For years, the Pittsburgh Steelers’ defense has excelled despite a lack of quality cornerbacks.
Part of it is how good Pittsburgh has been at stopping the run. Last season, the Steelers gave up just 62.8 rushing yards per contest, which was 27.2 yards per game less than the next best team at stopping the run, the Chicago Bears. And it’s not as if stopping the run is anything new for Pittsburgh, as the Steelers have finished no worse than third in rush defense every year since Dick LeBeau became defensive coordinator in 2004.
The fact that Pittsburgh can make teams one-dimensional lets its linebackers pin their ears back and attack the quarterback. Last season, the Steelers led the NFL in sacks with 48. And it’s that ability, the ability to pressure the quarterback, that takes the pressure off the Steelers cornerbacks.
However, the team’s deficiency in the secondary can be seen when it plays opponents that spread the Steelers out and throw short, quick passes to negate the pass rush.
The Patriots’ Tom Brady has excelled against the Steelers for years at this. In fact, the Steelers have only beaten Brady one time, during the regular season in 2004.
But now, other teams have started to mirror the Patriots’ game plan against the Steelers. Drew Brees used it to beat Pittsburgh in the regular season last year and then Aaron Rodgers spread out and disected the Pittsburgh defense to the Super Bowl in February.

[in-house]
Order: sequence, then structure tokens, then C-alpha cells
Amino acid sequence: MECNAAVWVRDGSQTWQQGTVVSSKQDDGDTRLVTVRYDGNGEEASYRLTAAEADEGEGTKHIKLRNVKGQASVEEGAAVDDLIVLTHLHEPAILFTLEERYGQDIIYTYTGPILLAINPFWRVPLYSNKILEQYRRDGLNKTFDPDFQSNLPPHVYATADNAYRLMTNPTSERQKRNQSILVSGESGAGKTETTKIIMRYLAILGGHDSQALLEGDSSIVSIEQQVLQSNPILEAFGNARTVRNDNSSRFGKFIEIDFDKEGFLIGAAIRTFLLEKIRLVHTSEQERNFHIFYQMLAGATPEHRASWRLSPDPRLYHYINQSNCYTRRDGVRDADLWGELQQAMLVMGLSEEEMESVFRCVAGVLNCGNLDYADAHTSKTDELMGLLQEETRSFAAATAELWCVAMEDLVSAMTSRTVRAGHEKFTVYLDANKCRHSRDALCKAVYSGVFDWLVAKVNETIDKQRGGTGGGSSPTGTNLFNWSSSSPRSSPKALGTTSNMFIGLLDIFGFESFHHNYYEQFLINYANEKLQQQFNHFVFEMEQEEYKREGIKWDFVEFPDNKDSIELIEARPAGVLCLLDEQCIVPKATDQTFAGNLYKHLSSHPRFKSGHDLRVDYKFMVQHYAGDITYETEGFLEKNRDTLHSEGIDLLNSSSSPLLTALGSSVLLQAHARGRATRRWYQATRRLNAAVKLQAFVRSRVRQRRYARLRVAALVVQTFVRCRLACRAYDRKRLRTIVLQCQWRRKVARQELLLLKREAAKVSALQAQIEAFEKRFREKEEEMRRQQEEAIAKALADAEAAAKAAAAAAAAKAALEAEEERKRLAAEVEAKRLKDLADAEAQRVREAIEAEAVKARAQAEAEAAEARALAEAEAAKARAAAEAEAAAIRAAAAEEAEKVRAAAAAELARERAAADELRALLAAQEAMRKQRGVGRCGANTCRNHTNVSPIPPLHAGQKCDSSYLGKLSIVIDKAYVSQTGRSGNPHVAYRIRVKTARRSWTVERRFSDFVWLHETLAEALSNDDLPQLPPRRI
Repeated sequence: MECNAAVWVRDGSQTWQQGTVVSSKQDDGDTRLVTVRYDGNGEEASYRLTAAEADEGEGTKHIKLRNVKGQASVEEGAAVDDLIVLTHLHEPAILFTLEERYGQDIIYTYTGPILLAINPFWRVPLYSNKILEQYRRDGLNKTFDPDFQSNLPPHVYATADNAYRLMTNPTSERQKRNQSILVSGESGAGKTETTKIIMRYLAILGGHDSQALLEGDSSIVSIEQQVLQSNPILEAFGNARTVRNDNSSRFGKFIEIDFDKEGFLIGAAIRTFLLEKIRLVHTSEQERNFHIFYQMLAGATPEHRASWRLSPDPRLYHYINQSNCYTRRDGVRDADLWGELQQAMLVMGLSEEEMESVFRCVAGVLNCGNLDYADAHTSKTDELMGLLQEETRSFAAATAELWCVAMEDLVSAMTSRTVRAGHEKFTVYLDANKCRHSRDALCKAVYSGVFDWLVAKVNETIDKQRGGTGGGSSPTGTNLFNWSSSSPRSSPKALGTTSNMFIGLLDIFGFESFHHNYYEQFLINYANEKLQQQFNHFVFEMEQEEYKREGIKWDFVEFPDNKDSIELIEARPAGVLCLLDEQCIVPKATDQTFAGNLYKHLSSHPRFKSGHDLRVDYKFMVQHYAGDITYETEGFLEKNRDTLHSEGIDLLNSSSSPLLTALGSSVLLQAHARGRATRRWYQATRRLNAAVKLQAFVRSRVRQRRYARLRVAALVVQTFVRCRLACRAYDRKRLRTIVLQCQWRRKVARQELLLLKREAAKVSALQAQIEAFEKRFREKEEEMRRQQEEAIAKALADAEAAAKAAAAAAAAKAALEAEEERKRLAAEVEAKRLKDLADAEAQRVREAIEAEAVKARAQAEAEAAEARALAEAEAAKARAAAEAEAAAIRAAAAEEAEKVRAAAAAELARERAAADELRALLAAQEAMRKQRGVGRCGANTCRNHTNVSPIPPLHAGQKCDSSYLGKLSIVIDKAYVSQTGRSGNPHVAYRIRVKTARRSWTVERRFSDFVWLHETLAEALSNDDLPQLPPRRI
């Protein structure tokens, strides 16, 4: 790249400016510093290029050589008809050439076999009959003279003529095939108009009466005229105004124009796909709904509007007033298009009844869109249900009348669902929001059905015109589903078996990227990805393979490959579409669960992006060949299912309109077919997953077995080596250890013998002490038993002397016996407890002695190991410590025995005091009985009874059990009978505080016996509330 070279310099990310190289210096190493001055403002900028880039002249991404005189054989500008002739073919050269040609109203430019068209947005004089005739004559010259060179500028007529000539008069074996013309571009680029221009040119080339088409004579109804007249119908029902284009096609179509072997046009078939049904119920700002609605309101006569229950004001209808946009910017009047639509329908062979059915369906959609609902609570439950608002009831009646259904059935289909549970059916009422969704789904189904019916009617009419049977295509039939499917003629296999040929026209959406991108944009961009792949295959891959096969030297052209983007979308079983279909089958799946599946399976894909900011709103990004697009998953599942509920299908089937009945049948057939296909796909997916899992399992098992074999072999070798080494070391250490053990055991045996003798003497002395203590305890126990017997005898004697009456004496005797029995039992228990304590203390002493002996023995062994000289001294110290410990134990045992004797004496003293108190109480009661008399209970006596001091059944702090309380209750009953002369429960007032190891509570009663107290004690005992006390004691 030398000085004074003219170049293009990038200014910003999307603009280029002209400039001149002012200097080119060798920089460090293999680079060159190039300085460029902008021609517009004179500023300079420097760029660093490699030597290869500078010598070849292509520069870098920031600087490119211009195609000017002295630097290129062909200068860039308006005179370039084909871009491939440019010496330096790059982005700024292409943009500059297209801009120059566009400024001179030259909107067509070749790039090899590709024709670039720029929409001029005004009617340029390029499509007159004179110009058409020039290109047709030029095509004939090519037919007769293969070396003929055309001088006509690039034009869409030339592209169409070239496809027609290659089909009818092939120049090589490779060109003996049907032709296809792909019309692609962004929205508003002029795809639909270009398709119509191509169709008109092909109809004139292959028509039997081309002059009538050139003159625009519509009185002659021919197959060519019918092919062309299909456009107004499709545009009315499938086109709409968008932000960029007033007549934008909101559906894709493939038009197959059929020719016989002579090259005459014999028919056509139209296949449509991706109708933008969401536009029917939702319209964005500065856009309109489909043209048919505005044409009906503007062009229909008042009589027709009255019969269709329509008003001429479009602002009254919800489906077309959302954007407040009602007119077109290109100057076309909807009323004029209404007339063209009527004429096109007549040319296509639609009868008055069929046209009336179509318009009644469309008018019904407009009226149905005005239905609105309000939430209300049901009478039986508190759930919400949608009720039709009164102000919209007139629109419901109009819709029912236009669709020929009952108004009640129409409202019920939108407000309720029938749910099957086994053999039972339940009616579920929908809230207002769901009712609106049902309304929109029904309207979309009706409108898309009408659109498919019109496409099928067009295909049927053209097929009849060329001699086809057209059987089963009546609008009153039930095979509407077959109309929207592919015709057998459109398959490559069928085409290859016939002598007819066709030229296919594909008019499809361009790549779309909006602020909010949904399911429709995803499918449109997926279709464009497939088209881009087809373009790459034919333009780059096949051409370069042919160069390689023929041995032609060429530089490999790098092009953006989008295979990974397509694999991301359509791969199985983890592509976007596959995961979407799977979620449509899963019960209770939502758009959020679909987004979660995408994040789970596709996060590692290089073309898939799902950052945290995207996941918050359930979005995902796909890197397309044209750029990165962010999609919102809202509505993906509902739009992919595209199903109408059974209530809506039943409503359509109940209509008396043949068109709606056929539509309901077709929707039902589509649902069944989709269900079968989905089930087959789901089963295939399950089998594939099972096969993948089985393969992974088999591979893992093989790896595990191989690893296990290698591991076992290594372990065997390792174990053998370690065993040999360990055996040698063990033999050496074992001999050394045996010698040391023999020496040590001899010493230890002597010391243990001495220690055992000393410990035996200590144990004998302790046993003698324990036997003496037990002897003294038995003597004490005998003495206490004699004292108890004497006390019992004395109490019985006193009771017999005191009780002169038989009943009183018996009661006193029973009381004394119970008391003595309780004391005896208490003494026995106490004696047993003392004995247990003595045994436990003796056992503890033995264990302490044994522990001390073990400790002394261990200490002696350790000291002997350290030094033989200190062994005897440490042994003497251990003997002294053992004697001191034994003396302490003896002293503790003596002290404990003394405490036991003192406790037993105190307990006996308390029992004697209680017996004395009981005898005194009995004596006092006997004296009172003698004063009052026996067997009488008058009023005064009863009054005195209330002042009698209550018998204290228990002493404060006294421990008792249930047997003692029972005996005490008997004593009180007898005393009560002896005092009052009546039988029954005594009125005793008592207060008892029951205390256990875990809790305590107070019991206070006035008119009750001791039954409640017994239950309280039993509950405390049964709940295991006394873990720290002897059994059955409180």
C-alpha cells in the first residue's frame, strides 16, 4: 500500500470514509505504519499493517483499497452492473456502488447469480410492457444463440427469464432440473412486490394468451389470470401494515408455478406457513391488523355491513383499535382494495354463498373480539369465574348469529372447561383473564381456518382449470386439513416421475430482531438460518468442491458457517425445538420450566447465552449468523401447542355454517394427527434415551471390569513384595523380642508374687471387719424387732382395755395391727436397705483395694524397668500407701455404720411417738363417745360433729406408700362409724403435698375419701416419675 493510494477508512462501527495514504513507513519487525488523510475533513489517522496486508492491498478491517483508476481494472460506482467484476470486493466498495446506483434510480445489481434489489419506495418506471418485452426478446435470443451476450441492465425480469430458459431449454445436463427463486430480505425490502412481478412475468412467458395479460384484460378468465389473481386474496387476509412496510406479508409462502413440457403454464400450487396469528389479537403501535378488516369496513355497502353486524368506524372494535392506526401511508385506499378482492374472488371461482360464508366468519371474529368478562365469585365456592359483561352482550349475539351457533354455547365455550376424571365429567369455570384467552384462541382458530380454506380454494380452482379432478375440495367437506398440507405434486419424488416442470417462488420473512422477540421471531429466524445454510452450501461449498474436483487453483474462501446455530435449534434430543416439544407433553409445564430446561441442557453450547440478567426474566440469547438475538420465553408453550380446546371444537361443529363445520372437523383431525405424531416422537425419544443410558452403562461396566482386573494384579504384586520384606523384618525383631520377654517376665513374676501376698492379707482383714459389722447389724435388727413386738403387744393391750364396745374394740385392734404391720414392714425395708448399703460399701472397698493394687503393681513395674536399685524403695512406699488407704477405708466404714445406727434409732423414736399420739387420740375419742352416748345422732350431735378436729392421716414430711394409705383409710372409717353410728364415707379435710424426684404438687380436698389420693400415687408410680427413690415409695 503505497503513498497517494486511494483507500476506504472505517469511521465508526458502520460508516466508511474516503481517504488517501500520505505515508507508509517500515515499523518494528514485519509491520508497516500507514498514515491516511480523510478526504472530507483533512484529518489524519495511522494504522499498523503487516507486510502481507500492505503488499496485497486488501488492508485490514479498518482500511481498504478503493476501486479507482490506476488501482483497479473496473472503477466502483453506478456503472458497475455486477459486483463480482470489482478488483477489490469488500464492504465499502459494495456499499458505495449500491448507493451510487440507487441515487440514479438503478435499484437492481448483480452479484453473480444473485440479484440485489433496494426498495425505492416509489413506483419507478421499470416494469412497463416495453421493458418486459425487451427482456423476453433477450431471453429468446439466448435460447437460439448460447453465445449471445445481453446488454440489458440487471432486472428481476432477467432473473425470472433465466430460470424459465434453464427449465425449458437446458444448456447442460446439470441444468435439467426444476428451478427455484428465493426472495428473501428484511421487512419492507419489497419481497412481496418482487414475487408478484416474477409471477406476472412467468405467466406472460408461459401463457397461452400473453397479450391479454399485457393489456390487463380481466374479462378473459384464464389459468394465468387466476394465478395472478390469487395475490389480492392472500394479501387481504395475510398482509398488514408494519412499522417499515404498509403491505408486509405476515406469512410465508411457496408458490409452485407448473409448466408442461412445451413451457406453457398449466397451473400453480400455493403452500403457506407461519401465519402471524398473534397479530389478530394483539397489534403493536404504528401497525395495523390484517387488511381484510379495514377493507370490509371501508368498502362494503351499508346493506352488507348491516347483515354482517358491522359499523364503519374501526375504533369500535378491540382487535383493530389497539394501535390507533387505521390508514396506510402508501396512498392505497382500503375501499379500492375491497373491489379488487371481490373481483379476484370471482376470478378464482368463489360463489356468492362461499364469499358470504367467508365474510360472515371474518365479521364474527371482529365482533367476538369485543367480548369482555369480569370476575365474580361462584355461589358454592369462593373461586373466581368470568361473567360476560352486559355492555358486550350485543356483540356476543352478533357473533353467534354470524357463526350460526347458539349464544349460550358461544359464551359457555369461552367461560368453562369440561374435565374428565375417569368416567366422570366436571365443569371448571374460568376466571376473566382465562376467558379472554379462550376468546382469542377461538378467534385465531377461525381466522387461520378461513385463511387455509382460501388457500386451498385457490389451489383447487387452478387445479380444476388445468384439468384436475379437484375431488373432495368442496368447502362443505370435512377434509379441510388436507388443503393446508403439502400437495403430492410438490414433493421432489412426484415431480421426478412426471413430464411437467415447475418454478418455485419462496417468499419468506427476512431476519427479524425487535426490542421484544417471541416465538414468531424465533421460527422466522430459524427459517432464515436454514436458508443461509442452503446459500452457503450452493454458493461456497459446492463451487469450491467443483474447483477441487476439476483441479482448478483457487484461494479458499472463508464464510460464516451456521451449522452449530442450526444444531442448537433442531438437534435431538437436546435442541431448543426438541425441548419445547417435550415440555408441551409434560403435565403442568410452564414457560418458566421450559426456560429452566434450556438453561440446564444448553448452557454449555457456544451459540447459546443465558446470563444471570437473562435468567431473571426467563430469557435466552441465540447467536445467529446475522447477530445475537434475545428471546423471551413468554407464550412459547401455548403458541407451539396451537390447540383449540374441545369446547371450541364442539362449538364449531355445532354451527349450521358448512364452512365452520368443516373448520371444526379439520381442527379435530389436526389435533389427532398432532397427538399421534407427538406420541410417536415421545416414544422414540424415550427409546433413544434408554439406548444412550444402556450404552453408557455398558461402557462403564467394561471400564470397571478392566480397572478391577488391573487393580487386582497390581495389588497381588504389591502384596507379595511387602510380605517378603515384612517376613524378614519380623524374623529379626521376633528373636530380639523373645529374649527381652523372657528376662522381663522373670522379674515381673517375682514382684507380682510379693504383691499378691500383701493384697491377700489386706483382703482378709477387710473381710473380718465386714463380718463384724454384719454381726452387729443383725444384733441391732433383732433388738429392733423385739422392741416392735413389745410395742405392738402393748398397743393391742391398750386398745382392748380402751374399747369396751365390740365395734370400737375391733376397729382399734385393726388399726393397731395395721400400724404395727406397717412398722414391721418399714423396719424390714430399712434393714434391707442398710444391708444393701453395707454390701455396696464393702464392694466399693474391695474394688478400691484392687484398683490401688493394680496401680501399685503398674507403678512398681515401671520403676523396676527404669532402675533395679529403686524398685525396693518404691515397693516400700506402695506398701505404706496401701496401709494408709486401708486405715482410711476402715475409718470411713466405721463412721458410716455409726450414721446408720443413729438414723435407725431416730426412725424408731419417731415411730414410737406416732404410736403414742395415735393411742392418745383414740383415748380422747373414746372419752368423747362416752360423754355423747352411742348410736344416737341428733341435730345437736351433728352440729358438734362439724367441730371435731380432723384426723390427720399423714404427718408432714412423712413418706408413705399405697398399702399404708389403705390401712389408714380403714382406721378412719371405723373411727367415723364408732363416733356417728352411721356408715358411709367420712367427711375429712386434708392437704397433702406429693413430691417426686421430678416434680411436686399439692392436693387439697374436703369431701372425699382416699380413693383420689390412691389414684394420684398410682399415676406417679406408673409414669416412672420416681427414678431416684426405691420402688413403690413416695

For this reason, many mock drafts have the Steelers taking a cornerback in the first round of next Thursday’s NFL Draft, and I agree.
But instead of Aaron Williams of Texas or Brandon Harris of Miami, the two corners most mock drafts have Pittsburgh taking at pick No. 31, I believe the Steelers need to try and move up about 10 spots to get Jimmy Smith from Colorado.
On the First Draft podcast, both Todd McShay and Mel Kiper have said Smith is on par talent-wise with Prince Amukamara of Nebraska, who is projected to go in the top 15. However, Smith is projected to go lower, most commonly to Philadelphia at 23, due to character issues.
These issues seem to step from two minor-in-possession charges that Smith got while at Colorado. If those small run-ins with the law are the only thing, then it’s ridiculous that he’s slipping. This is 6-foot-2 cornerback who runs a 4.4 40-yard dash. He was voted first-team All-Big 12 last season despite having no interceptions. The reason is because quarterbacks in the pass-happy league rarely challenged him.
As for the Steelers, it’s generally believed they stay away from guys with character issues. However, the last time they moved up in the first round was in 2006 when they took Santonio Holmes, who seemed to slide due to “character issues.” And while character issues (or, as Holmes said likes to call it, “Wake and Bake”) eventually got him traded, that only happened after he was a Super Bowl MVP. So I’d say it worked out well.
Now, I don’t know how much the Steelers would have to give away to move to 21 (Kansas City) or 22 (Indianapolis), but it is something they definitely should explore. A shut down cornerback is Pittsburgh’s biggest need and it can likely get Smith without having to move into the top 20.
Plus, the last time Pittsburgh moved up to get a player from the secondary, it worked out pretty well. The year was 2003 and the Steelers went from 27th to 16th to pick Troy Polamalu. If Jimmy Smith could turn out to be 75 percent the player Polamalu is, it’d be worth it to move up.
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Written by Ryan Riordan